Who could be more interested in that installed base than Oracle? Although MySQL is a poor competitor, it would make an excellent complement to Oracle's existing database business. In fact, I'd say Oracle tipped its hand in 2005 when it acquired Innobase, makers of the leading transactional storage engine for MySQL.
MySQL's user base sits largely at what you might describe as the low end of the database market: Web sites, departmental servers, and single-use installations, for example. That's a niche that has been slipping through Oracle's fingers as its own database has grown in sophistication, complexity, and cost. By acquiring Sun, Oracle would be able to offer its customers a popular, well-recognized entry-level database, with an implicit upgrade path to Oracle's proprietary product as those customers' needs grow.
Oracle would be well served
Sun's other assets might seem like a poor fit for Oracle at first, but maybe not. One of the major complaints about a possible IBM/Sun merger was that it would leave the fate of Solaris up in the air. IBM already has AIX to worry about, and despite its heavy reliance on Linux, it has always preferred to partner with others rather than maintain a Linux distribution of its own. Oracle, on the other hand, already supports and manages a Linux distribution, and given the long history of Oracle databases on Solaris servers, it might actually see owning Solaris as an asset.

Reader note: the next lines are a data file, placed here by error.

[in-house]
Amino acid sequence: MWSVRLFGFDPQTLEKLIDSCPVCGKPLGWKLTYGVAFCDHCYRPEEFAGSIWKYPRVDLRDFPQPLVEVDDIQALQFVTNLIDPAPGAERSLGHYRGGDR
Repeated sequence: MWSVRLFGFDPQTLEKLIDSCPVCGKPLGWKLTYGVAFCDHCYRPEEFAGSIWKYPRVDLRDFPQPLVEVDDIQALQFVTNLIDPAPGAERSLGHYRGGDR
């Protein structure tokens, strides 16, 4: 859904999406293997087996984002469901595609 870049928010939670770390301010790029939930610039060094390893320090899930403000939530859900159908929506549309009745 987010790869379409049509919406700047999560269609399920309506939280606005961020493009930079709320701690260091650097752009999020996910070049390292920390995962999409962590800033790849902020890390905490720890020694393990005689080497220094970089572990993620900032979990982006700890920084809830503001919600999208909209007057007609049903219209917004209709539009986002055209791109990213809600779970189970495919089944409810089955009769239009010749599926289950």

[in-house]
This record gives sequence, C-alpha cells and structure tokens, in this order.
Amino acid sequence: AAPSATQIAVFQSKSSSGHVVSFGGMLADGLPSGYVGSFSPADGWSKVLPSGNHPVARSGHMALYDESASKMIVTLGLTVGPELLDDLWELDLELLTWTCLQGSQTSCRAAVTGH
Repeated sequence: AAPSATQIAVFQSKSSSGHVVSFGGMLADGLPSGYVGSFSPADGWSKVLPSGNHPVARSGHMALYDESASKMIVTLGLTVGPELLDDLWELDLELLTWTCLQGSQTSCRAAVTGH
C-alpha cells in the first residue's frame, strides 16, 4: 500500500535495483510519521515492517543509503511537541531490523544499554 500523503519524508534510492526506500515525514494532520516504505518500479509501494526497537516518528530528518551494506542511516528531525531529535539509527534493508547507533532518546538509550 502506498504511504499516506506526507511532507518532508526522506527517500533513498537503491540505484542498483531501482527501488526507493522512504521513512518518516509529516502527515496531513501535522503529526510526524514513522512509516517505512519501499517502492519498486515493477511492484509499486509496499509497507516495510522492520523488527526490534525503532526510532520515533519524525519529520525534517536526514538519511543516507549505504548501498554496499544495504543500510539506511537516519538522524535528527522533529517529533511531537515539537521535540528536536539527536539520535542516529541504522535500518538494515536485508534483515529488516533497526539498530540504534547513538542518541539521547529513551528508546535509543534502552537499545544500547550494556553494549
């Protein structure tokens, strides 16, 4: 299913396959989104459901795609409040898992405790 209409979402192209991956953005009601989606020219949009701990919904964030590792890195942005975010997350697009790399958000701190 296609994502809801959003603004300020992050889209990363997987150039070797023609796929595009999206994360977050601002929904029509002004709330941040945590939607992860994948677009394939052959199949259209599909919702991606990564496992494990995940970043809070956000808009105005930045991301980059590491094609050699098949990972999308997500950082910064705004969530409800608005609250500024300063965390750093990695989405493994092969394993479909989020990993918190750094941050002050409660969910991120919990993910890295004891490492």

Among Solaris' most ballyhooed features is the ZFS filesystem -- which, according to the InfoWorld Test Center, "far surpasses anything available now on any platform" in terms of flexibility and scalability. Another is DTrace, a debugging feature that can be used to tune system performance. These kinds of features are just the things to appeal to performance-minded Oracle DBAs who want to manage their databases with minimal headaches.